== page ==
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So I have this requirement that says the app must let users upload and download about 6000 files per month (mostly pdf, doc, xls).

I was thinking about the optimal solution for this. Question is whether I'll use BLOb's in my database or a simple file hierarchy for writing/reading these bunch of files.

The app architecture is based on Java 1.6, Spring 3.1 and DOJO, Informix 10.X.

So I'm here just to be advised based on your experience.

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What database are you going to use? –  Andrei Schneider Jul 11 '12 at 17:52
    
Good point, It is Informix 10.X –  Alex Pi Jul 11 '12 at 18:54
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I suppose the only point pro database would be the concurrency access... But, anyway, Databases are also using files (some of them mostly use RAM but once filled, they cache into files). Directly using files would save the DB resources (connections, queries, etc) –  PEM Jul 12 '12 at 7:19

2 Answers 2

up vote 5 down vote accepted

If you have other data in database in relation to these files, storing files to file system makes it more complex:

  1. Back-up should be done separately.
  2. Transactions have to be separately implemented (as far as even possible for file system operations).
  3. Integrity checks between database and file system structure do not come out of the box.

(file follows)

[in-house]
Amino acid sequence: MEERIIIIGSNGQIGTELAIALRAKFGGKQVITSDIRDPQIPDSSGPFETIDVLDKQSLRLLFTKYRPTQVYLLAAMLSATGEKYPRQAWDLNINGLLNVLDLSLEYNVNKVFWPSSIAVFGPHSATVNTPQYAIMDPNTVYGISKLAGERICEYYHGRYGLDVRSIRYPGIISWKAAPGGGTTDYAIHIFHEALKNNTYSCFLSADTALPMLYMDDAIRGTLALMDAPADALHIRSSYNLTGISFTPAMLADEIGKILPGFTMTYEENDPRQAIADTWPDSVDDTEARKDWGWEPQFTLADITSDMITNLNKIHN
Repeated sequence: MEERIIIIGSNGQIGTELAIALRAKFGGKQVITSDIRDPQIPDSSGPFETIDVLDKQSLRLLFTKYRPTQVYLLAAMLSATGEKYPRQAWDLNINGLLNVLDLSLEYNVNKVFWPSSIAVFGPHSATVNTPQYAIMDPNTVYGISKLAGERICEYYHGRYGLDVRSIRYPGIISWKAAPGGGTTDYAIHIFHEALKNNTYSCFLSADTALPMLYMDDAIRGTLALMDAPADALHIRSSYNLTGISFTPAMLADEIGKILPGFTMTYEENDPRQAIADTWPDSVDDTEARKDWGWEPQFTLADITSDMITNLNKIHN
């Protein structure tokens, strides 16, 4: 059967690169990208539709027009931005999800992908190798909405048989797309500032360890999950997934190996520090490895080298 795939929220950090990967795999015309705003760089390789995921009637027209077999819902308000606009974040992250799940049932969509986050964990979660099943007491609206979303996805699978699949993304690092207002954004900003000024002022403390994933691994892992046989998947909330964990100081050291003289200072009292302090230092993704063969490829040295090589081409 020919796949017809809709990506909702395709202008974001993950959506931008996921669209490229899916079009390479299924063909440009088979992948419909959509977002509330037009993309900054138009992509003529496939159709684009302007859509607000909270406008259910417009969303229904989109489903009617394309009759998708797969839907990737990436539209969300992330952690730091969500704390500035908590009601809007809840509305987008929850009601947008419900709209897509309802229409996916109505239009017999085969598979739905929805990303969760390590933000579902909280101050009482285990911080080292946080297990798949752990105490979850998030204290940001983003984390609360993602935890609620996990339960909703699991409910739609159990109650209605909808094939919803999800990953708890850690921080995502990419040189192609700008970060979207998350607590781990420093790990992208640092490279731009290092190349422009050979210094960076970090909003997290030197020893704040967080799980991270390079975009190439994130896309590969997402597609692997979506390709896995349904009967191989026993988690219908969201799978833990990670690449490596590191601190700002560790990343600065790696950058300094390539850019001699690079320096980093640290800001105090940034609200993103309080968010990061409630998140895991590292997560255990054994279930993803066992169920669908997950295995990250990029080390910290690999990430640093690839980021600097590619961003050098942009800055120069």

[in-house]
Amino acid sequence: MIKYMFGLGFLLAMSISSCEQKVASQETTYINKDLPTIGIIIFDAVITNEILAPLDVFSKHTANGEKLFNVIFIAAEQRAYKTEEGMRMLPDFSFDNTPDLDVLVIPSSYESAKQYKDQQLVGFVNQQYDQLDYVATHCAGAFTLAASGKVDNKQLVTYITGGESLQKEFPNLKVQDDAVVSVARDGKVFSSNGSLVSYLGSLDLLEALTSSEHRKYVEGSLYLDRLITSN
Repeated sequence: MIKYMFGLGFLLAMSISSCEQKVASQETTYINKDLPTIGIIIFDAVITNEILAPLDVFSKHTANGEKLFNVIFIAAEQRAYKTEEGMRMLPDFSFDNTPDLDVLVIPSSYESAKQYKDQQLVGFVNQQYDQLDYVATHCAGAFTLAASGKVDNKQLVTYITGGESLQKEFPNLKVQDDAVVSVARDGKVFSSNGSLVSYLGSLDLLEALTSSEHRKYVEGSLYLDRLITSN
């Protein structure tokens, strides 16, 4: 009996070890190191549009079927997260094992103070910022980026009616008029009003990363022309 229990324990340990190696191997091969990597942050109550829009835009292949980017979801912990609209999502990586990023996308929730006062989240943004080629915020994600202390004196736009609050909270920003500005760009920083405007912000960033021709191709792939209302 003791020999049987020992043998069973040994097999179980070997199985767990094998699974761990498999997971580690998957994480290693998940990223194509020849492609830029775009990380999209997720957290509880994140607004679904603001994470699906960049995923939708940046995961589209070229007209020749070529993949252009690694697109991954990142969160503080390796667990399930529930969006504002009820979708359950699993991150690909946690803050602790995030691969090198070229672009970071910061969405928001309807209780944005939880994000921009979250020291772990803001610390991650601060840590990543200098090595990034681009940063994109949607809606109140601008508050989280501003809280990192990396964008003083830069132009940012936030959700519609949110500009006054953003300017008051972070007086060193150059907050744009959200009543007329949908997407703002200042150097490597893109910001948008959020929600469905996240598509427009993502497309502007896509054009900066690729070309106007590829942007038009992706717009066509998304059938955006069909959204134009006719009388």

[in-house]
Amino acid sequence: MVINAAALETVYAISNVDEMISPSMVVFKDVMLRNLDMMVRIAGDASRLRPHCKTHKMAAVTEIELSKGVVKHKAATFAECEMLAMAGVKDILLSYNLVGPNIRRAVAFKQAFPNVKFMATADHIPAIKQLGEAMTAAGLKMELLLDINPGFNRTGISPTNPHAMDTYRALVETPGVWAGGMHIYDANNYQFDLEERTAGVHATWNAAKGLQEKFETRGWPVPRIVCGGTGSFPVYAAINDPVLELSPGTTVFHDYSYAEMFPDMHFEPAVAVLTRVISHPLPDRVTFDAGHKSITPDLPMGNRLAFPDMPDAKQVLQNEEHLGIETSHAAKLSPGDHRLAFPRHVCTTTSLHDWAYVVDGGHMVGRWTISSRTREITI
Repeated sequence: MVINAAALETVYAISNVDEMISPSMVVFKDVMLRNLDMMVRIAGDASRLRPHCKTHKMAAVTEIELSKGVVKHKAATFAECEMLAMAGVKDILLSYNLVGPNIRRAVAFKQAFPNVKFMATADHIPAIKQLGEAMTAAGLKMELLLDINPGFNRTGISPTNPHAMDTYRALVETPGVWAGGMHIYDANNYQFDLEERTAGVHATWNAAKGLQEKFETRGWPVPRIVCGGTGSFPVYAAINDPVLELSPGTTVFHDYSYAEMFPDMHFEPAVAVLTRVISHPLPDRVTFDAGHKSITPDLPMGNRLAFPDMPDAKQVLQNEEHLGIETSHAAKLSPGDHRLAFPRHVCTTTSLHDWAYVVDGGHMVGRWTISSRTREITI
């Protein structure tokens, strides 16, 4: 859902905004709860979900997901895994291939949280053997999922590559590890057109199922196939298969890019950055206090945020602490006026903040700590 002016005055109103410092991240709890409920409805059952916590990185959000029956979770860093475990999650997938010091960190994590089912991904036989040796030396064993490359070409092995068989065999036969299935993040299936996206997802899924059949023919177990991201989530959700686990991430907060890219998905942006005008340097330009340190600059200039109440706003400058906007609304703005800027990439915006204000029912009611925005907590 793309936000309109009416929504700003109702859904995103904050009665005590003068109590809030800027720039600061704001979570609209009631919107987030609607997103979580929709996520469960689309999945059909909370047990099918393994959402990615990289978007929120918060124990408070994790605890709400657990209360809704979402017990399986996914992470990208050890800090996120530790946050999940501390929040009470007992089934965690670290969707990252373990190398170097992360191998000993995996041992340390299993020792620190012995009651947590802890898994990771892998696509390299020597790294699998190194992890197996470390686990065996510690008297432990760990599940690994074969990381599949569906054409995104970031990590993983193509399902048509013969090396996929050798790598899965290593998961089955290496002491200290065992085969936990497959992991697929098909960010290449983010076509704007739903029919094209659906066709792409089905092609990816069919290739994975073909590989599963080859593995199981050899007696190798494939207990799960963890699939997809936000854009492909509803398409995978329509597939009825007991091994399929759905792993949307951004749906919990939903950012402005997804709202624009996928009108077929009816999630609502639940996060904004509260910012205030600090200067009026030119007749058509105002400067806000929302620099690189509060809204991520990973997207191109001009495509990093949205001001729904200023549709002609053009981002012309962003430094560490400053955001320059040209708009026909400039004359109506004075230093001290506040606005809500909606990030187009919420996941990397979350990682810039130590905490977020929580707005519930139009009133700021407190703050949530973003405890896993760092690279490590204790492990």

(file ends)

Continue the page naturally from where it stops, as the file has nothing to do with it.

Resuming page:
4. No cascades: removing users pictures as consequence of removing user.
  5. First you have to query for path of file from database and then pick one from file system.

What is good with file system based solution is that sometimes it is handy to be able to directly access files, for example copying part of the images somewhere else. Also storing binary data of course can dramatically change size of database. But in any case, more disk storage is needed somewhere with both solutions.

Of course all of this can ask more DB resources than currently available. There can be in general significant performance hit, especially if decision is between local file system and remote DB. In your case (6000 files monthly) raw performance will not be problem, but latency can be.

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When asking what's the "best" solution, it's a good idea to include your evaluation criteria - speed, cost, simplicity, maintenance etc.

The answer Mikko Maunu gave is pretty much on the money. I haven't used Informix in 20 years, but most databases are a little slow when dealing with BLOBs - especially the step of getting the BLOB into and out of the database can be slow.

That problem tends to get worse as more users access the system simultaneously, especially if they use a web application - the application server has to work quite hard to get the files in and out of the database, probably consumes far more memory for those requests than normal, and probably takes longer to complete the file-related requests than for "normal" pages.

This can lead to the webserver slowing down under only moderate load. If you choose to store the documents in your database, I'd strongly recommend running some performance tests to see if you have a problem - this kind of solution tends to expose flaws in your setup that wouldn't otherwise come to light (slow network connection to your database server, insufficient RAM in your web servers, etc.)

To avoid this, I've stored the "master" copies of the documents in the database, so they all get backed up together, and I can ask the database questions like "do I have all the documents for user x?". However, I've used a cache on the webserver to avoid reading documents from the database more than I needed to. This works well if you have a "write once, read many" time solution like a content management system, where the cache can earn its keep.

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